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Have You Given Up? 7 Apps That Help You Keep Your Goals Throughout the Year

Have You Given Up? 7 Apps That Help You Keep Your Goals Throughout the Year

According to a study at the University of Bristol, roughly 88% of Goals set in new year fail, and if you’re like the hundreds of millions of people in the world who set goals, you’ve probably had that experience before. Well, thankfully you can avoid repeating it, as long as you have a smartphone on hand. There’s an app in your favorite apps center for nearly every kind of personal tracking you can imagine, from calorie counting to learning math.

choosing a goal and sticking

    Here they are, sorted by the popularity of goals they track:

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    Get in shape: MyFitnessPal

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          There is no shortage of fitness-related apps on the market, but MFP is unique in a couple of different ways. First, it’s completely free for iOS and Android users, which is a welcome relief. Second, it is super-simple to use. The idea behind MFP is very basic—studies show that keeping track of calorie intake leads to a decrease. With that in mind, MFP is built to be gimmick-free and intuitive, and it has a large directory of foods so you don’t have to go searching the back of the cereal box.

          Get a job: JobServe Connect

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              One of the oldest job search sites on the internet also runs one of the most comprehensive job search apps around. There may not be many bells and whistles, but the database itself is the killer app here.

              Be more productive: Simply Business Guide

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                While this is not technically a mobile app, this productivity guide should work just fine on your iPhone or Android. The basic premise is that for every aspect of business that troubles you, there’s a productivity solution, whether that issue is email, travel, meetings, or anything else. Unlike other guides of the same type, Simply Business doesn’t pretend to have all the answers themselves—the guide links you to the best ideas from experts in every field, so you don’t have to guess whether the advice is good.

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                Get out of debt: Mint

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                      The internet’s favorite personal finance app also exists on iOS and Android, with versions optimized for phones or tablets. The power of Mint lies in its ability to track everything related to your finances, so you have a picture of what needs to be cut and what needs to be paid off right at your fingertips. The more information you feed Mint, the better the overview you get—especially if you link your Mint account to your financial accounts. (US & CA only)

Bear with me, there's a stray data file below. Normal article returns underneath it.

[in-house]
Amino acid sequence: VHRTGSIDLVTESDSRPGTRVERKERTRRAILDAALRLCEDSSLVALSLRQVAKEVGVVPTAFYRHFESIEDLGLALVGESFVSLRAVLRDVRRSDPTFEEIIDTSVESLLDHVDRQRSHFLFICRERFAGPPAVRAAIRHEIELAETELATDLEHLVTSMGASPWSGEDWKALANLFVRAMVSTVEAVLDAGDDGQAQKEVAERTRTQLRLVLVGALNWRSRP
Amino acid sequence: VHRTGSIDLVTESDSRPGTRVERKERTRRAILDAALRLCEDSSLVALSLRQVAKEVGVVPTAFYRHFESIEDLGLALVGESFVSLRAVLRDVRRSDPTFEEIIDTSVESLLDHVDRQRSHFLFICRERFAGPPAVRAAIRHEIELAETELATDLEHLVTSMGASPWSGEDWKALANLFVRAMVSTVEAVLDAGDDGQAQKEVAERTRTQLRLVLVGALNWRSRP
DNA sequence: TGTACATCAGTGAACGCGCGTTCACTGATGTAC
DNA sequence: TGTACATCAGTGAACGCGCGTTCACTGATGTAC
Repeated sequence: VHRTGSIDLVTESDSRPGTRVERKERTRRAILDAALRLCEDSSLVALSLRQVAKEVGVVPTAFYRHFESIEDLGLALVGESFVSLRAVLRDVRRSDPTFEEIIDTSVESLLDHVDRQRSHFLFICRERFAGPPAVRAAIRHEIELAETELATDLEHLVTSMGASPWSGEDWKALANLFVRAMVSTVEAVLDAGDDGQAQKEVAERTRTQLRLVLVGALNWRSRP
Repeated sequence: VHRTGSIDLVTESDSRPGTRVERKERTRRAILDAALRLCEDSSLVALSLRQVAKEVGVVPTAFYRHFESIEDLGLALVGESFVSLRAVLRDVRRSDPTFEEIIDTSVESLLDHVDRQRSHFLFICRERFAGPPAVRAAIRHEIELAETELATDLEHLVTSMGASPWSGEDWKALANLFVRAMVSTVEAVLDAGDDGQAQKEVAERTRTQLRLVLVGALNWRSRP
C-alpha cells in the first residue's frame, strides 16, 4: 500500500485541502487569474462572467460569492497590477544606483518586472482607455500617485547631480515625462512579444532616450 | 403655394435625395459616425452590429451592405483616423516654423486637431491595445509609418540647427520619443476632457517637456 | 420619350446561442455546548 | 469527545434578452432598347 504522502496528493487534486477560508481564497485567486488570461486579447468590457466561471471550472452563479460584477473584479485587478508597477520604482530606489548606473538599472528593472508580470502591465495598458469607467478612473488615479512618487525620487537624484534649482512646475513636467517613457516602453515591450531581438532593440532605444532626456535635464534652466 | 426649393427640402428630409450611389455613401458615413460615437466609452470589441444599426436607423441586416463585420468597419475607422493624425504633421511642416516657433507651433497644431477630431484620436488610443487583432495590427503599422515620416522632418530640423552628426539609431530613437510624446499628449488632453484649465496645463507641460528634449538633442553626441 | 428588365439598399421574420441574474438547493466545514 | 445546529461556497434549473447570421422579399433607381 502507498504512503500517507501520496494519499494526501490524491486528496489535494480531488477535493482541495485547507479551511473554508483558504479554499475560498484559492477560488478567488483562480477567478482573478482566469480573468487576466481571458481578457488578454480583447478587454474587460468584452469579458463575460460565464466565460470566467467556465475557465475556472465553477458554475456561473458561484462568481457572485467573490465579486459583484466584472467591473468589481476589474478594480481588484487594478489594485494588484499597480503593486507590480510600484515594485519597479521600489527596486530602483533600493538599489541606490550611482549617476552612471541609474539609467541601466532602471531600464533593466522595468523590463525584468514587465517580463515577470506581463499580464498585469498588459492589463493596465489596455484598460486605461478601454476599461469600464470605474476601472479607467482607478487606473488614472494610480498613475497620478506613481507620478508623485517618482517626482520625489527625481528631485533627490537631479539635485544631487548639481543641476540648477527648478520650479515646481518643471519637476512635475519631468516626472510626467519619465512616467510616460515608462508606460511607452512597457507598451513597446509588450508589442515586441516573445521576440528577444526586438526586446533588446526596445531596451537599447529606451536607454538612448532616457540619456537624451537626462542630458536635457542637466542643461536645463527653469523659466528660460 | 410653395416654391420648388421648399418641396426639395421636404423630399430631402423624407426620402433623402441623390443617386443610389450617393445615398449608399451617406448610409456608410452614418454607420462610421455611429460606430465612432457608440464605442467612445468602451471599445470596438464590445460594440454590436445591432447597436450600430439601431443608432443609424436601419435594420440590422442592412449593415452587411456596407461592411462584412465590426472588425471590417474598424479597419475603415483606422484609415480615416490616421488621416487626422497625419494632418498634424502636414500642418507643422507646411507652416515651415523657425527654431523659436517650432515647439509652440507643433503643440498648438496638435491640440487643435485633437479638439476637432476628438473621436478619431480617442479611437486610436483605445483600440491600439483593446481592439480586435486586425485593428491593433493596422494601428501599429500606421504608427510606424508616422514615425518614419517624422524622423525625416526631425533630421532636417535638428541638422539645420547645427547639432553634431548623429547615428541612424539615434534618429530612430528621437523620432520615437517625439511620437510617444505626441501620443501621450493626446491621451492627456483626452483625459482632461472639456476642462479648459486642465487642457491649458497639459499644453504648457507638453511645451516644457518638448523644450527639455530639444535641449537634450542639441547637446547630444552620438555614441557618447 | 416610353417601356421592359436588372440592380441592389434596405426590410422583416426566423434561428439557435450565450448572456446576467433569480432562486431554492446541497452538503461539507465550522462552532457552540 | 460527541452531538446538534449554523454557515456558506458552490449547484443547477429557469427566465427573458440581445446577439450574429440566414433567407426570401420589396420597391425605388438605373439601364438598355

Get organized: Tomboy

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                          Again, simplicity rules the day when it comes to keeping your resolutions (studies show that people with simpler and fewer resolutions are more likely to keep them). Tomboy is about as simple as it gets—a note-taking app for any general computing platform. This is another piece that isn’t exactly a phone app, but note-taking works best on a full computer anyway. Notes can be cross-linked with each other, wiki-style.

                          Learn something new: Khan Academy

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                                Salman Khan’s math tutoring videos for his nephew became a full-blown educational tool and a worldwide sensation in 2009, and Khan Academy’s mission only gets more and more ambitious. Use the iOS app for iPad to access all the videos, testing materials, and your personal account. Khan offerings have expanded from math, physics, and chemistry, out to literature, economics, and art history. Khan Academy also gives users awards for completing lessons and goals, which keeps users interested.

                                Travel more: Kayak

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                                      The lauded travel site has a mobile app that integrates the standard Kayak graphical interface, letting you tap where you’re going rather than typing it out. Of course, the other Kayak features, like searching for specific activities such as gambling, golf, and skiing, are also available.
                                      Of course, just having an app on your phone isn’t going to solve all of your problems. You’re going to need an extra dose of focus. And while there are probably plenty of loving people in your contacts list eager to help you reach your goals, sometimes the phone just needs to take a little break. And, as luck would have it, there happens to be an app just for that purpose—it’s called Silent Time.

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                                      Last Updated on May 14, 2019

                                      8 Replacements for Google Notebook

                                      8 Replacements for Google Notebook